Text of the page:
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View Full Version : Preventing the 'tabindex=-1" setting for DataView panels



jhoweaa
7 Mar 2014, 8:11 AM
One of the issues I have with the DataView in Ext JS 4 running in Chrome is whenever I click in the view, a blue border appears around the panel. I tracked this down and figured out that this happens because the wrapper div for the component contains a 'tabindex="-1"' attribute, something like this:



<div class="x-component x-component-default x-border-box" id="dataview-1009" tabindex="-1" style="">
...
</div>


I found that if I use the Chrome developer tool to remove the tabindex attribute, I no longer get a blue box around the panel when I click inside. What I haven't been able to figure out is how to prevent this attribute from being generated in the first place. Any help in solving this would be greatly appreciated.

Thanks.

Jim

scottmartin
7 Mar 2014, 8:27 AM
Can you provide a small test case that displays this? We have several reports, but most are caused by outside css causing the focus border as this is not implemented by default.

You can create a test case using our fiddle:
https://fiddle.sencha.com/#home

jhoweaa
7 Mar 2014, 8:31 AM
Your KitchenSink demo application behaves this way (look at the DataView sample), as does the sample code for DataView in your online documentation - http://docs.sencha.com/extjs/4.2.1/#!/api/Ext.view.View. The code snippet I included in my original post actually came from the code generated from the DataView documentation page. If you run either of these in Chrome and click in the DataView, you should see a blue border around the panel. If you edit the code to remove the tabindex=-1, the blue border will not show when you click in the panel.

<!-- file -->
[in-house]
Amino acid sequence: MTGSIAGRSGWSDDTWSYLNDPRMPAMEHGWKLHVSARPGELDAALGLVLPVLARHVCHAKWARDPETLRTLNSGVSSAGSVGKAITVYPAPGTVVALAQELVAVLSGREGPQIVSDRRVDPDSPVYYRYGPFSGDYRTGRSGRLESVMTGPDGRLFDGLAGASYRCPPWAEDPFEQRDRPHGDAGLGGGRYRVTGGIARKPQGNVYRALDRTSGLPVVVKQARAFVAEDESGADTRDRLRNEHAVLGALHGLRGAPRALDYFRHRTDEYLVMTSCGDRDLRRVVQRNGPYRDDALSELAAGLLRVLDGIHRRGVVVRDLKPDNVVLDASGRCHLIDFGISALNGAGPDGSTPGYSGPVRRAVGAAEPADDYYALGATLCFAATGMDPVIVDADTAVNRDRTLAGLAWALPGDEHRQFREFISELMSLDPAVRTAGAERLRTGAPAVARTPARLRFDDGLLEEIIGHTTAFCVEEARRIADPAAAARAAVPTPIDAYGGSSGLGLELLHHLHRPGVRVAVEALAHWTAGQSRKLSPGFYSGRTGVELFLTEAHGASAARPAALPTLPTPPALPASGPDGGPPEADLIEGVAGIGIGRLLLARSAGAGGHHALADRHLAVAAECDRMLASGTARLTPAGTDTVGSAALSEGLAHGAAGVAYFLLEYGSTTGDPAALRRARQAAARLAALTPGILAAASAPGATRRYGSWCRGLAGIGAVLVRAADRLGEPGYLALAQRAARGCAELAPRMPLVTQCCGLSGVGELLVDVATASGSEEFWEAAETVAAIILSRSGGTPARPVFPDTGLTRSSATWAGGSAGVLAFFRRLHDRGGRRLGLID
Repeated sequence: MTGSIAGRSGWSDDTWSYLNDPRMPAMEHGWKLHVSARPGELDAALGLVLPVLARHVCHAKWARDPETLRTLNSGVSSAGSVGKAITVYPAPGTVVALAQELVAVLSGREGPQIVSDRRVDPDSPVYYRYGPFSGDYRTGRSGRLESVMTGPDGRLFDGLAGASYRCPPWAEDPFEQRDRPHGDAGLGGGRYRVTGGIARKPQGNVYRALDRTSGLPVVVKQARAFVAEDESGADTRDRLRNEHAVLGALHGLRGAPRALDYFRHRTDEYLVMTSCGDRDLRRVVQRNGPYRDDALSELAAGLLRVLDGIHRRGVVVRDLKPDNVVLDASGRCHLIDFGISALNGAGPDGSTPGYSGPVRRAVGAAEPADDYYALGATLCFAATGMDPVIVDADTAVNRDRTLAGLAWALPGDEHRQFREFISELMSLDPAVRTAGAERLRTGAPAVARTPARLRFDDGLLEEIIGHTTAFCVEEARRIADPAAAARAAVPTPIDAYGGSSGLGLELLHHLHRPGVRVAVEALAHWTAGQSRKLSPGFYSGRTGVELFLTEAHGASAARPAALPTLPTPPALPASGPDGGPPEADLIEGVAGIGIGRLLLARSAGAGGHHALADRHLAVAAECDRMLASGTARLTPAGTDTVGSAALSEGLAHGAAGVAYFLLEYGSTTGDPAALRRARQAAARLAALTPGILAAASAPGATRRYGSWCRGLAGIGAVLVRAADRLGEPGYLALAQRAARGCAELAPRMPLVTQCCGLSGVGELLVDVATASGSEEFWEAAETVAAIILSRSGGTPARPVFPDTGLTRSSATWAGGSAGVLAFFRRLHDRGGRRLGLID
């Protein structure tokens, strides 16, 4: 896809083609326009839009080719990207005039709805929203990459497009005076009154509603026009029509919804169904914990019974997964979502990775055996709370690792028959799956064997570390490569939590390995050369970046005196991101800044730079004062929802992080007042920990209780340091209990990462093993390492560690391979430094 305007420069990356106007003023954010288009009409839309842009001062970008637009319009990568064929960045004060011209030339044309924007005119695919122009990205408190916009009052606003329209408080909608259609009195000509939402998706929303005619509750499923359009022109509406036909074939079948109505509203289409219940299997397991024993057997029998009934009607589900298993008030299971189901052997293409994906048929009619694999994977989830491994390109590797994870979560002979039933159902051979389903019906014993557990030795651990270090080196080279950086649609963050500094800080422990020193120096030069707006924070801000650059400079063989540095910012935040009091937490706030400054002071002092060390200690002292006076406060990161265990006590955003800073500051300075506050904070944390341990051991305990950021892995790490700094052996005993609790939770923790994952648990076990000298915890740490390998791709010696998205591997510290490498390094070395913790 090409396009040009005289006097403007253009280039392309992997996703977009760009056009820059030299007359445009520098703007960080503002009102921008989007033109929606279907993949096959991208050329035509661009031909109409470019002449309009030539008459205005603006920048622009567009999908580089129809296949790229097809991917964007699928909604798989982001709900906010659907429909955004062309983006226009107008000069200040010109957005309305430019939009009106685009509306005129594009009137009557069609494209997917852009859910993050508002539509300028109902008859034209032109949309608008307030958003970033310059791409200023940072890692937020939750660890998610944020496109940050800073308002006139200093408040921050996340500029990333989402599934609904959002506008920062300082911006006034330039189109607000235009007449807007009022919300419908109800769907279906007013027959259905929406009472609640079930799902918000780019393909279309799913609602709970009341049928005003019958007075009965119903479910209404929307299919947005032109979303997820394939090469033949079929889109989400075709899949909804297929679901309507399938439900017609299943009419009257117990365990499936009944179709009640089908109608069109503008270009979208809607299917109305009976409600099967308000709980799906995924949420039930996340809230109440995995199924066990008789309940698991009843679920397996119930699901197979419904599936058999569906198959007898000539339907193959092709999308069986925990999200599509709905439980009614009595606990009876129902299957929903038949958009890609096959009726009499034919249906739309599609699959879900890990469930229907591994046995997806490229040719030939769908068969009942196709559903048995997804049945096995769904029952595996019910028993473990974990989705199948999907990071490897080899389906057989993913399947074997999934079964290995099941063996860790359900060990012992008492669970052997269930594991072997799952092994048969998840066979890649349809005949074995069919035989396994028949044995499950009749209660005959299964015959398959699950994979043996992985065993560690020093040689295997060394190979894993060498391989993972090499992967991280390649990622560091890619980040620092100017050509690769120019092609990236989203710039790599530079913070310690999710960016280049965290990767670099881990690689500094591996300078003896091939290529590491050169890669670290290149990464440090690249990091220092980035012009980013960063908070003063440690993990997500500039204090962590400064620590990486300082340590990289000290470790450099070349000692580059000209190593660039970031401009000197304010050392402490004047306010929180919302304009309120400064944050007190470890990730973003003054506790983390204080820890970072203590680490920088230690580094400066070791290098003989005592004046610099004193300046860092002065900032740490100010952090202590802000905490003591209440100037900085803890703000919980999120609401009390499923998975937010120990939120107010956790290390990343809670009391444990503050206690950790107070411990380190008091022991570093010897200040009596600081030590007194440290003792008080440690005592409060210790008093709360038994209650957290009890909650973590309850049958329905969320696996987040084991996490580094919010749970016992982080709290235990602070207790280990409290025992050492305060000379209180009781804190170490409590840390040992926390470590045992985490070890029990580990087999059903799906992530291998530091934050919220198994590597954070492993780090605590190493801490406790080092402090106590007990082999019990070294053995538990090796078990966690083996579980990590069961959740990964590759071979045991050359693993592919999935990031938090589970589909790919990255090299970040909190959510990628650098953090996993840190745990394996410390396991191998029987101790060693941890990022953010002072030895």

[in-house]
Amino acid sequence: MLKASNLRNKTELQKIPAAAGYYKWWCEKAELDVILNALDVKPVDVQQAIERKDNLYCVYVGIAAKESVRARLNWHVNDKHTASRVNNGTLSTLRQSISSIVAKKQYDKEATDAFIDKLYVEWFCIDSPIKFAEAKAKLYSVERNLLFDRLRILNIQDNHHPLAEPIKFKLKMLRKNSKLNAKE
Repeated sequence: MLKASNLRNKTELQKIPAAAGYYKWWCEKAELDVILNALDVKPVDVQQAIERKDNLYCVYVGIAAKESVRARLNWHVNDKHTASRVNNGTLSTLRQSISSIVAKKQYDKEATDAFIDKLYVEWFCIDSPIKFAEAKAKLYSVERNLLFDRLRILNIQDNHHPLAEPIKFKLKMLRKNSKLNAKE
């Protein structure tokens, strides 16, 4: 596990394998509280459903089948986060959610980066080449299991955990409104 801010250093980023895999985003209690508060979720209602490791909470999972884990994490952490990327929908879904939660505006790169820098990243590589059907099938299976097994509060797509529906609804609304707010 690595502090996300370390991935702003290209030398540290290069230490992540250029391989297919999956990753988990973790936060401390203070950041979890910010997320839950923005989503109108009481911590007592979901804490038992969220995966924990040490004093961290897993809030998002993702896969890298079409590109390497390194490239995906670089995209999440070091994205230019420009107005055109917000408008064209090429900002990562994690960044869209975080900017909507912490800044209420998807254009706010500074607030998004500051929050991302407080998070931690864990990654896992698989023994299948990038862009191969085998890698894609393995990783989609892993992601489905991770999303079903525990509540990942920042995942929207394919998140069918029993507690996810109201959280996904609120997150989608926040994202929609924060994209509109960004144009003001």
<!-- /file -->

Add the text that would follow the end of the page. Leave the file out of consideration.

Jim

skirtle
9 Mar 2014, 2:14 AM
I'm not able to reproduce this using Chrome 33.0.1750.146 or 33.0.1.1750.117.

I am able to force it to happen by removing the default ExtJS CSS:


.x-webkit *:focus {
outline: none !important;
}

On Windows removing that rule gives a blue outline.

To follow my steps you'll need to force the element for have the :focus pseudo (there's a menu for that at the top of the Styles section).

jhoweaa
11 Mar 2014, 6:15 AM
Interesting. I'm running Chrome 33.0.1750.146 m on Windows 7. When I go to the Sencha site http://docs.sencha.com/extjs/4.2.1/#!/api/Ext.view.View, run the Live Preview for the data, and then click inside of the data view, I see a blue box. This is consistent with the way my Ext JS application behaves as well (also the DataView sample of the Sencha Kitchen sink). However, when I run Chrome on my Mac, I do not see this behavior. I wonder if I have some sort of 'accessibility' setting turned on in my Windows Chrome which causes this to happen. To show you that I'm not completely crazy, here is a sample screen shot of what I see when I click in the DataView panel for the Sencha documentation page:

48233

The driving factor is definitely the inclusion of the tabindex attribute (possibly combined with some Chrome preference that I'm unaware of). If I just use the following simple HTML in Chrome I get a blue box when I click in 'Box 1', but not when I click in 'Box 2'.



<html>
<body>
<div style="width: 200px;height: 200px;background-color: #efefef" tabindex="-1">Box 1</div>
<p></p>
<div style="width: 200px;height: 200px;background-color: #ddd" background-color="#DDD">Box 2</div>
</body>
</html>


Even if the box is the result of some Chrome preference, in my application I would prefer to not have the blue box appear ever for certain of my data views. Maybe I just need to make sure that my CSS really has the x-webkit setting you've identified.

Thanks!

Jim

jhoweaa
11 Mar 2014, 6:38 AM
After some more experimentation, I've found that the only way that I can get rid of the blue box without eliminating the tabindex attribute is to use a 'style: {outline:none}' when I define my dataview. I've tried using CSS and my browser doesn't seem to want to respond to it. I used my simple HTML example (posted earlier) and played with various style sheet settings and the only thing that worked for me was to put the outline:none directly in the style attribute of the div itself. That isn't a terrible solution because I'm not using the style config value for anything else, but I wish I knew why my version of Chrome was being difficult about this setting.

Big thanks to skirtle for identifying the key CSS attribute. I was using the Chrome developer tool and I couldn't figure out which attribute was making this happen.

Jim